Under the Cover of an Umbrella (Agreement)?

Last summer, the High Court handed down its judgment in Mackie Motors (Brechin) Limited v. RCI Financial Services Limited,[1]in a case that had far-reaching consequences – not only for automotive dealers across the UK, but also for any company that considers itself to be operating under the terms of an implied umbrella agreement. Now, the Court of Appeal of England and Wales has examined the decision afresh and has upheld the original findings on all counts, in what will be welcome news for any party seeking to rely on express terms agreed in writing between parties.

The central issue being tried by the Court of Appeal was whether the appellant, Mackie Motors (Brechin) Limited (Mackie), had a real prospect of success in claiming that an umbrella or relational agreement could be inferred as existing between the parties. The alleged umbrella agreement was said to overlay Mackie’s car dealership arrangements with the respondent, RCI Finance Services Limited (RCI), Renault UK Limited (Renault) and Nissan Motors GB Limited (Nissan).


The background is as follows:

  • Mackie was the authorised distributor of Renault and Nissan cars in the northeast of Scotland.
  • The relationship between the parties was founded on a series of written dealership agreements.
  • Under the dealership agreements, Mackie was granted the right to promote, market, supply, sell, repair and maintain Renault and Nissan vehicles within its ‘exclusive territory’.
  • RCI is a wholly owned subsidiary of Renault and provided financing and administrative services to Mackie. There were six contracts in place between Mackie and RCI in relation to dealer financing (RCI contracts), which operated on a rolling basis.
  • The dealership agreements were capable of termination by either party giving not less than 24 months’ written notice. By contrast, the RCI contracts were terminable on just seven days’ notice.
  • RCI had suspicions that Mackie was involved in money laundering, and it made a suspicious activity report to the National Crime Agency, after which RCI served notice of termination in respect of the RCI contracts.
  • Mackie sought an interim injunction restraining RCI from ceasing to provide the dealer financing services pursuant to the RCI contracts. The application for an interim injunction was refused on the basis that the claim did not have a real prospect of success.
  • Having failed to obtain injunctive relief, Mackie sold its sites to another Renault/Nissan-franchised dealership in what it described as a ‘fire sale’.
  • Mackie then produced draft amended particulars of claim in which its claim was recharacterised.

The (reformulated) case advanced by Mackie

In relation to its primary argument regarding the existence of an umbrella agreement, Mackie alleged that:

  • Mackie, RCI, Renault and Nissan were parties to an implied umbrella, or ‘relational’, agreement.
  • Two specific implied terms of the umbrella agreement were:
  • That the parties would act in good faith in their performance.
  • That RCI would not withhold any services or terminate the umbrella agreement in the absence of good cause and without a reasonable notice period of 24 months.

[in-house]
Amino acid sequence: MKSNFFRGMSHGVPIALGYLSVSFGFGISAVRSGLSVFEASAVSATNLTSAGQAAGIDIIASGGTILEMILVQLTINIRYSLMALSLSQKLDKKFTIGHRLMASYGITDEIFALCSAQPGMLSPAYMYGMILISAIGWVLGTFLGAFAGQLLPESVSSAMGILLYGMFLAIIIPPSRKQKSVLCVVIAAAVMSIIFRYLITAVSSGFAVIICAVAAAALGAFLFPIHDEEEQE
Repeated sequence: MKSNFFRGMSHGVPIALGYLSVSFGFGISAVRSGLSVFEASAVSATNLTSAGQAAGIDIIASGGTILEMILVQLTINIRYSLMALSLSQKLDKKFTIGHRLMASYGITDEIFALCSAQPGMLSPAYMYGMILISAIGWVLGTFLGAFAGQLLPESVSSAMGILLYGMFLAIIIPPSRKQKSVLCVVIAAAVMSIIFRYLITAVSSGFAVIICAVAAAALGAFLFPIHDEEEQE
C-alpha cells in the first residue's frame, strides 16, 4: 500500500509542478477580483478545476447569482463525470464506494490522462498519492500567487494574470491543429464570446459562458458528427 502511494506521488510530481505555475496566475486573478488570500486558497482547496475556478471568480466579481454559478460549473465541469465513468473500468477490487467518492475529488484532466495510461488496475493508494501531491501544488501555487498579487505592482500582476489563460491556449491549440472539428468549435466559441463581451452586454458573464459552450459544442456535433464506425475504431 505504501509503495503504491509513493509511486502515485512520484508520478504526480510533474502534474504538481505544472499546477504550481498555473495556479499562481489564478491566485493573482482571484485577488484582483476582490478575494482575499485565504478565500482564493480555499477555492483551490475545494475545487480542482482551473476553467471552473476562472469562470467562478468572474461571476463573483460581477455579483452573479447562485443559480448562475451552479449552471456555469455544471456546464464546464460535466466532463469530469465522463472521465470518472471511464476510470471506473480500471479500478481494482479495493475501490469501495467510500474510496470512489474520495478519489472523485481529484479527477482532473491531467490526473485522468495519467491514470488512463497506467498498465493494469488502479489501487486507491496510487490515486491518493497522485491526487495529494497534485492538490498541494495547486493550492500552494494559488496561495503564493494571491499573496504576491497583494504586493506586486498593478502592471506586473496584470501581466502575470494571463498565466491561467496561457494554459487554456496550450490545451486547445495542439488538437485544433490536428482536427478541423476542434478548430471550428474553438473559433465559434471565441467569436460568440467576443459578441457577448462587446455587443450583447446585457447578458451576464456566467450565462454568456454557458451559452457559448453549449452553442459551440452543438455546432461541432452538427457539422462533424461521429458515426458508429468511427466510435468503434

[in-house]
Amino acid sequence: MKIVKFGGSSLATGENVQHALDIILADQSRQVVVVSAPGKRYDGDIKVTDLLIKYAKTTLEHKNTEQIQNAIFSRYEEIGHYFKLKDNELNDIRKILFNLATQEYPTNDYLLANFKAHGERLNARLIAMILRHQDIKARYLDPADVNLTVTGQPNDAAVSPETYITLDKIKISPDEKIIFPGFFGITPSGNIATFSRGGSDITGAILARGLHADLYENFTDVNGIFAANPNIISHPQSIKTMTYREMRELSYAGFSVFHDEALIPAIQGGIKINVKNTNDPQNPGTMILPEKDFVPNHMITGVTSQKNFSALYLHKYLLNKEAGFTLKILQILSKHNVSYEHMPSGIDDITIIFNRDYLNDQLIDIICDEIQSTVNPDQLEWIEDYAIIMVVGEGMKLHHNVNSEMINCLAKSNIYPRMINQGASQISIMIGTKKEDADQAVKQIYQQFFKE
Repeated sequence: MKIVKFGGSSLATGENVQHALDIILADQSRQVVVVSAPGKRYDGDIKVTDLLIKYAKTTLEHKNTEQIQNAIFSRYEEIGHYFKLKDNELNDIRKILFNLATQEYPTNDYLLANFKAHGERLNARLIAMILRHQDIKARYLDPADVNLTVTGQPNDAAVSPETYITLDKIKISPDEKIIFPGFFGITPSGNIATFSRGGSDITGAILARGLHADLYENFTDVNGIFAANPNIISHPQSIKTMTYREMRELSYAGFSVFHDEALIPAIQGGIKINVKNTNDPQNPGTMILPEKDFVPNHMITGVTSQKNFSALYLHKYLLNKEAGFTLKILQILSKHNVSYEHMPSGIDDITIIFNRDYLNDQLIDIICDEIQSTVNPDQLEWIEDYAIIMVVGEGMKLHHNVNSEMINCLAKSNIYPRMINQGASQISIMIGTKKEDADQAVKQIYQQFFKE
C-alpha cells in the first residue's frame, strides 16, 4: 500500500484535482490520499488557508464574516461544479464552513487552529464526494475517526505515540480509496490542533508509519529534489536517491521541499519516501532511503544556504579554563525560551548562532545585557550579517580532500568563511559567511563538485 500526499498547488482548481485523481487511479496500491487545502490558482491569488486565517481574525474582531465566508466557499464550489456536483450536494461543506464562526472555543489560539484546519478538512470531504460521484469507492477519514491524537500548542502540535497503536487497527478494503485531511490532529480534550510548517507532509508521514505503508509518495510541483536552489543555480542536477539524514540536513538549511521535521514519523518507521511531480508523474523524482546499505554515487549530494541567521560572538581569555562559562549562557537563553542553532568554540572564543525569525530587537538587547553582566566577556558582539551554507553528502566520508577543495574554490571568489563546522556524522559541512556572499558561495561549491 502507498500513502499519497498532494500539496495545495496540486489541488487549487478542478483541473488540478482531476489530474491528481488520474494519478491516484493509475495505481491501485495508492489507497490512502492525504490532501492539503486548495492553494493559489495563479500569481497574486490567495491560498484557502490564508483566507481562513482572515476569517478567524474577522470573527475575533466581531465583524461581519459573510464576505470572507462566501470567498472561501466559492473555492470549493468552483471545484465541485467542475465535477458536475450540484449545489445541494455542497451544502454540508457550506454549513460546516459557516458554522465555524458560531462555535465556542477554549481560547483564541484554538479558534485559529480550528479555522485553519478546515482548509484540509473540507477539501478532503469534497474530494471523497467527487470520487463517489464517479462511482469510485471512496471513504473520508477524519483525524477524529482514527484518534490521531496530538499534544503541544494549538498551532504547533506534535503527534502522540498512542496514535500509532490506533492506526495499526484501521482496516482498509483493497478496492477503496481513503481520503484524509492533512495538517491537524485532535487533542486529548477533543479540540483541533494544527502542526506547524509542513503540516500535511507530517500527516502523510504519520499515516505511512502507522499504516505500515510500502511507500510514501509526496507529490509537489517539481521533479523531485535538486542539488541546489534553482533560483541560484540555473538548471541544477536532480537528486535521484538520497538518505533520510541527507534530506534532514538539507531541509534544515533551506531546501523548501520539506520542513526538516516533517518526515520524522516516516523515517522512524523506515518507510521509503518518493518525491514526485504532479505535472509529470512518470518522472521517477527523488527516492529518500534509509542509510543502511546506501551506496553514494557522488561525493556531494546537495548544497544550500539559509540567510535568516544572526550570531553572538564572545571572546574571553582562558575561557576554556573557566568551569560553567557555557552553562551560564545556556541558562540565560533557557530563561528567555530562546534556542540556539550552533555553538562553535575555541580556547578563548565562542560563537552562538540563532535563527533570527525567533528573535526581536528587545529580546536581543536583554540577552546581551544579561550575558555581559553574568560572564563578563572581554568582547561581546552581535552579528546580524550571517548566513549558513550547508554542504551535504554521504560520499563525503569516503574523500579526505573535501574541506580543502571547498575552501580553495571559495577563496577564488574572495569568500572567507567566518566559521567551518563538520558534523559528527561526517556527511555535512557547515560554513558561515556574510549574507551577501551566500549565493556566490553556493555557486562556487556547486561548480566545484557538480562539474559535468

The High Court rejected all the arguments advanced by Mackie.

The Court of Appeal judgment

In reviewing the decision, the Court of Appeal considered,[2] amongst other things, the following submissions put forward by Mackie.

The umbrella agreement

  • The central argument here was that the parties intended to create legal relations in respect of services that were not the subject of either the RCI contracts or the dealership agreements.
  • It was argued that an umbrella agreement could be implied from the parties’ conduct to include services that were not the subject of written agreements.

Implied terms in the written contracts

  • Here, it was alleged that, because of the purported existence of an umbrella agreement, it should be implied that the seven-day notice period in the RCI contracts should be overridden.
  • In doing so, Mackie relied on an implied term of an obligation of good faith, which it submitted should take priority over the notice period contained in the RCI contracts.

In finding against Mackie on all its grounds, the Court of Appeal confirmed that much of the conduct alleged as having created the implied umbrella agreement post-dated the dealership agreements and the RCI contracts – and therefore, one could not infer from the fact that RCI provided services over time that it had contracted to do so. Similarly, it was held that it did not follow from the provision of services alone that the parties intended to create legal relations in respect of them, and that the mere existence of the services did not call such an intention into being.

It also was held that one cannot rely on a good faith obligation arising from a relational contract to imply terms that are contrary to the express provisions of written agreements.


When parties with a long-standing relationship operate under the terms of various contracts, it can often be assumed that the relationship between them goes beyond the express wording of the contracts themselves. This judgment shows that this is not always the case – and, in fact, that it is a very high hurdle to overcome the express provision of a written agreement.

As always, an analysis of all the circumstances, and – in particular – of the conduct of the parties, is required in matters such as this, and the Court of Appeal here found that the question of intention to create legal relations also was a central point. If it is not clear that a party had intended to become legally bound to provide services, and the provision of such services was not central to the performance of the contract, then any argument in favour of an implied agreement is made all the more difficult.

[1] [2022] EWHC 1942 (Ch).

[2] [2023] EWCA Civ 476.


Joanne Elieli